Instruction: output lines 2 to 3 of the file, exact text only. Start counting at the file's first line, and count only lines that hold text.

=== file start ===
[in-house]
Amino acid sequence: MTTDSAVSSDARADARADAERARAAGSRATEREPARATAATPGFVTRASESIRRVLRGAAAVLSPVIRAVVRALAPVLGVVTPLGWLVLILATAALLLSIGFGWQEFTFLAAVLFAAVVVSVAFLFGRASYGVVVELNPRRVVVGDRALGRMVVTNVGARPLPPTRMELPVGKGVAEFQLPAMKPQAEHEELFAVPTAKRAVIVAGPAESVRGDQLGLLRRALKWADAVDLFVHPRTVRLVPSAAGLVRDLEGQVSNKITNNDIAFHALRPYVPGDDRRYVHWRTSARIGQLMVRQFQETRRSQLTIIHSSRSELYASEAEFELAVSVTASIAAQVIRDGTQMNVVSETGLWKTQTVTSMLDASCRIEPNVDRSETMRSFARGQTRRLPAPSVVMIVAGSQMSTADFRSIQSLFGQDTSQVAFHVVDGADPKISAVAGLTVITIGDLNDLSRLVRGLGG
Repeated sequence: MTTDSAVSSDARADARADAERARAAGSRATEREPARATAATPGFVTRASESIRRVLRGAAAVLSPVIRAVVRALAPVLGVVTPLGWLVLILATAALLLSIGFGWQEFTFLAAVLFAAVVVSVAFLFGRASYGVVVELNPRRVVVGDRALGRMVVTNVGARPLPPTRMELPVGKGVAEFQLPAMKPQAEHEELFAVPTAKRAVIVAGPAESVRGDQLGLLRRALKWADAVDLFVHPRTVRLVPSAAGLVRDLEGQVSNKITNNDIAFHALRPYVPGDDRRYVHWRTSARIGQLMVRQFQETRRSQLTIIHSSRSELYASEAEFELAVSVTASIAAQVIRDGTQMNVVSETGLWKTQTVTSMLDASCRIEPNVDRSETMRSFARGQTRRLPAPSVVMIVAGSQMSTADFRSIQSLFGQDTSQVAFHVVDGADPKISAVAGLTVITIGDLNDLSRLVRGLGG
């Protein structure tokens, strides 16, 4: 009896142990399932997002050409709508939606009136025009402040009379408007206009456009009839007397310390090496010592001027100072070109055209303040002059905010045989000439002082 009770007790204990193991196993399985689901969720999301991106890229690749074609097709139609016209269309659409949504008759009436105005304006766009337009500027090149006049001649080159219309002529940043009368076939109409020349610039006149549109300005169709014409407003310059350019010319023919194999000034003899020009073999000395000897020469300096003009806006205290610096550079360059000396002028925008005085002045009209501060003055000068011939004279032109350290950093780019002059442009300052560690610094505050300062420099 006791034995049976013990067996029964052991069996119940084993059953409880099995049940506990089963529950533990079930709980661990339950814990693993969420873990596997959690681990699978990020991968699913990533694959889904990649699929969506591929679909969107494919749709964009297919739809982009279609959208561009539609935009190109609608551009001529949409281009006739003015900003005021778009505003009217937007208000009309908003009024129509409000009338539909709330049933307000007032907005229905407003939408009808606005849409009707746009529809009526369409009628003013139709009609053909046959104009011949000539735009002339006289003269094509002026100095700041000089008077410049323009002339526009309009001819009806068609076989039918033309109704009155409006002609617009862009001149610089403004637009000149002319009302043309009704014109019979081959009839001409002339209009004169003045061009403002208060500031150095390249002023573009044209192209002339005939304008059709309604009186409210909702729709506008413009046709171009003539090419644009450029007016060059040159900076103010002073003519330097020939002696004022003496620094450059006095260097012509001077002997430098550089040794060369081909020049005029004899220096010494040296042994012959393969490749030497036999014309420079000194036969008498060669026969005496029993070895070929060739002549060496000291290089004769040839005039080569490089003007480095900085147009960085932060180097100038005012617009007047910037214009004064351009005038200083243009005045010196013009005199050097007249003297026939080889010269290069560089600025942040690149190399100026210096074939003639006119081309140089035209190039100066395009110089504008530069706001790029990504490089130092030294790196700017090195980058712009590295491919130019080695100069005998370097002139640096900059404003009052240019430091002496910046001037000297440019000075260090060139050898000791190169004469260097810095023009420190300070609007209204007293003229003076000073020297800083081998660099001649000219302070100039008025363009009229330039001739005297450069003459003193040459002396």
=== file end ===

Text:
Amino acid sequence: MTTDSAVSSDARADARADAERARAAGSRATEREPARATAATPGFVTRASESIRRVLRGAAAVLSPVIRAVVRALAPVLGVVTPLGWLVLILATAALLLSIGFGWQEFTFLAAVLFAAVVVSVAFLFGRASYGVVVELNPRRVVVGDRALGRMVVTNVGARPLPPTRMELPVGKGVAEFQLPAMKPQAEHEELFAVPTAKRAVIVAGPAESVRGDQLGLLRRALKWADAVDLFVHPRTVRLVPSAAGLVRDLEGQVSNKITNNDIAFHALRPYVPGDDRRYVHWRTSARIGQLMVRQFQETRRSQLTIIHSSRSELYASEAEFELAVSVTASIAAQVIRDGTQMNVVSETGLWKTQTVTSMLDASCRIEPNVDRSETMRSFARGQTRRLPAPSVVMIVAGSQMSTADFRSIQSLFGQDTSQVAFHVVDGADPKISAVAGLTVITIGDLNDLSRLVRGLGG
Repeated sequence: MTTDSAVSSDARADARADAERARAAGSRATEREPARATAATPGFVTRASESIRRVLRGAAAVLSPVIRAVVRALAPVLGVVTPLGWLVLILATAALLLSIGFGWQEFTFLAAVLFAAVVVSVAFLFGRASYGVVVELNPRRVVVGDRALGRMVVTNVGARPLPPTRMELPVGKGVAEFQLPAMKPQAEHEELFAVPTAKRAVIVAGPAESVRGDQLGLLRRALKWADAVDLFVHPRTVRLVPSAAGLVRDLEGQVSNKITNNDIAFHALRPYVPGDDRRYVHWRTSARIGQLMVRQFQETRRSQLTIIHSSRSELYASEAEFELAVSVTASIAAQVIRDGTQMNVVSETGLWKTQTVTSMLDASCRIEPNVDRSETMRSFARGQTRRLPAPSVVMIVAGSQMSTADFRSIQSLFGQDTSQVAFHVVDGADPKISAVAGLTVITIGDLNDLSRLVRGLGG